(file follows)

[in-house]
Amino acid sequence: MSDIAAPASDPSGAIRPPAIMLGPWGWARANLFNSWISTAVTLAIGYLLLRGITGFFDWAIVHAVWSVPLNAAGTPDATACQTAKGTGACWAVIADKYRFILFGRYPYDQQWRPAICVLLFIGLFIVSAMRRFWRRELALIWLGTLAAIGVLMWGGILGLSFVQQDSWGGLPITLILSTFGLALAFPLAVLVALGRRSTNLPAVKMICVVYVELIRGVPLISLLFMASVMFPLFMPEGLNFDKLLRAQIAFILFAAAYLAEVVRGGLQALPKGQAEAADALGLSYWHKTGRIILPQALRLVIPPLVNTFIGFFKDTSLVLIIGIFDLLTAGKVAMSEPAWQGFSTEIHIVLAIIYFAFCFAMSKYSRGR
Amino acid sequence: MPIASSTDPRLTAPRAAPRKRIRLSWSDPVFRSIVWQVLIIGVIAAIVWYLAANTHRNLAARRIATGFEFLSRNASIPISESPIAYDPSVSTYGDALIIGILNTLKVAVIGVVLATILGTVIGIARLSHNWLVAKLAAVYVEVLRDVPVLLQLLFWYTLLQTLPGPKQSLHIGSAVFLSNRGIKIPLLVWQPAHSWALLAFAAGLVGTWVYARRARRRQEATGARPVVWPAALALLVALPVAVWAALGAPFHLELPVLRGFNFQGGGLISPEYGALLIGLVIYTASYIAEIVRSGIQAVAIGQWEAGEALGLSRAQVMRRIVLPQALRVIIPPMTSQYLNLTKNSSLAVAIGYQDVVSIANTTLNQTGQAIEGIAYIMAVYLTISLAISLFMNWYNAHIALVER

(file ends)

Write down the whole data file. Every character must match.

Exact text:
[in-house]
Amino acid sequence: MSDIAAPASDPSGAIRPPAIMLGPWGWARANLFNSWISTAVTLAIGYLLLRGITGFFDWAIVHAVWSVPLNAAGTPDATACQTAKGTGACWAVIADKYRFILFGRYPYDQQWRPAICVLLFIGLFIVSAMRRFWRRELALIWLGTLAAIGVLMWGGILGLSFVQQDSWGGLPITLILSTFGLALAFPLAVLVALGRRSTNLPAVKMICVVYVELIRGVPLISLLFMASVMFPLFMPEGLNFDKLLRAQIAFILFAAAYLAEVVRGGLQALPKGQAEAADALGLSYWHKTGRIILPQALRLVIPPLVNTFIGFFKDTSLVLIIGIFDLLTAGKVAMSEPAWQGFSTEIHIVLAIIYFAFCFAMSKYSRGR
Amino acid sequence: MPIASSTDPRLTAPRAAPRKRIRLSWSDPVFRSIVWQVLIIGVIAAIVWYLAANTHRNLAARRIATGFEFLSRNASIPISESPIAYDPSVSTYGDALIIGILNTLKVAVIGVVLATILGTVIGIARLSHNWLVAKLAAVYVEVLRDVPVLLQLLFWYTLLQTLPGPKQSLHIGSAVFLSNRGIKIPLLVWQPAHSWALLAFAAGLVGTWVYARRARRRQEATGARPVVWPAALALLVALPVAVWAALGAPFHLELPVLRGFNFQGGGLISPEYGALLIGLVIYTASYIAEIVRSGIQAVAIGQWEAGEALGLSRAQVMRRIVLPQALRVIIPPMTSQYLNLTKNSSLAVAIGYQDVVSIANTTLNQTGQAIEGIAYIMAVYLTISLAISLFMNWYNAHIALVER